WASHINGTON (March 25) — Confusion and disarray reigned among NATO allies this week, as deployment of the No-Pest Strip in Libya failed to halt Col. Moammar Gaddafi’s campaign to rout insurgents protesting his tyrannical rule of the North African country.
A United Nations resolution to provide cover and air support in the eastern parts of Libya called on the U.S., European and Arab allies to deploy necessary force to keep Gaddafi from attacking poorly armed rebels fighting near Benghazi. The Libyan leader had been using armored tank columns as well as modern warplanes and helicopters to fight rock- and bottle-throwing protesters wanting to end his 40-year regime of oppression.
“The Shell No-Pest Strip is just too hard to find. We can’t get our hands on enough of them to make a strategic difference,” said American Gen. Lewis Hartman. “Their production was discontinued in 1979 after carcinogenic properties were discovered in addition to their bug-trapping and killing attributes.”
“No, no, they wanted us to use the Hot Shot No-Pest Strip 2,” insisted French commander Marcel Dupre. “It’s a reformulated version that utilizes controlled release technology to slowly diffuse a deep penetrating vapor for up to four months.”
“I’m not sure the U.N. even wanted us to be dropping insecticides over the desert,” countered Qatar’s Abdul Hamman. “I thought Security Council Resolution 1973 called for no-bake cookies to be deployed. Or maybe it was extension of the No Child Left Behind Act to include Libyan student protesters.”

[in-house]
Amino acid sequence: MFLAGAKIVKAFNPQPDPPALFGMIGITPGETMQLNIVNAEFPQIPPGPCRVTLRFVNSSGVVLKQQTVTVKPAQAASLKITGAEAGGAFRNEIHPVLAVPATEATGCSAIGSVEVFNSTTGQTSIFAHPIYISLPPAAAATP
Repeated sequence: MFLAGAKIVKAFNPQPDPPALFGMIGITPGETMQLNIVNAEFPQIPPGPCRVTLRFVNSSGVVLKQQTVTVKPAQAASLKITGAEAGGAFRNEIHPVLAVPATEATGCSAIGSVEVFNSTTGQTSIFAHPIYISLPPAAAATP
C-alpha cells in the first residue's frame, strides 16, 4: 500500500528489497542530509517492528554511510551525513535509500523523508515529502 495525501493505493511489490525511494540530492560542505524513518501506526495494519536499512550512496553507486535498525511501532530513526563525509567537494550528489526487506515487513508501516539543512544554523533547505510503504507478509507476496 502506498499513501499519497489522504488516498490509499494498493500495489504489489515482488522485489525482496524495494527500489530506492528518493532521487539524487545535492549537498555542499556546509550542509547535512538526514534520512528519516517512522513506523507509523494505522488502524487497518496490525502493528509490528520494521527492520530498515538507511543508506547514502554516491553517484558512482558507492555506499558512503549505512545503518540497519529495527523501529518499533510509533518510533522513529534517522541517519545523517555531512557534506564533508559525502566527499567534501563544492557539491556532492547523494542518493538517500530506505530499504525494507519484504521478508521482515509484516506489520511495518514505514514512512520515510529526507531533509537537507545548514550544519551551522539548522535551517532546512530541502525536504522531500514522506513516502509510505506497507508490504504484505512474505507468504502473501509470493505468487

Gen. Hartman insisted that it was the Shell product that the United Nations intended be used. He said the bright yellow adhesive ribbons, often seen in the 1960s hanging outdoors and covered with trapped and dying insects, contained enough deadly chemicals to turn the tide against the Gaddafi forces.
“It’s the same chemical that’s used in flea collars, but it was tactically too difficult to try attaching collars around the necks of soldiers in the Libyan army,” Hartman said. “We think the No-Pest Strips can be effective, but there’s a critical mass that we need to turn the tide, and Shell hasn’t been producing them for over 30 years.”
Meanwhile, the Libyan leader scoffed at efforts to defeat his battalions.
“The brave Libyan people will triumph over this ridiculous, petty, ill-fated campaign by the West,” Gaddafi told Arab news network al-Jazeera. “Oooh. You know what? I don’t feel so good.”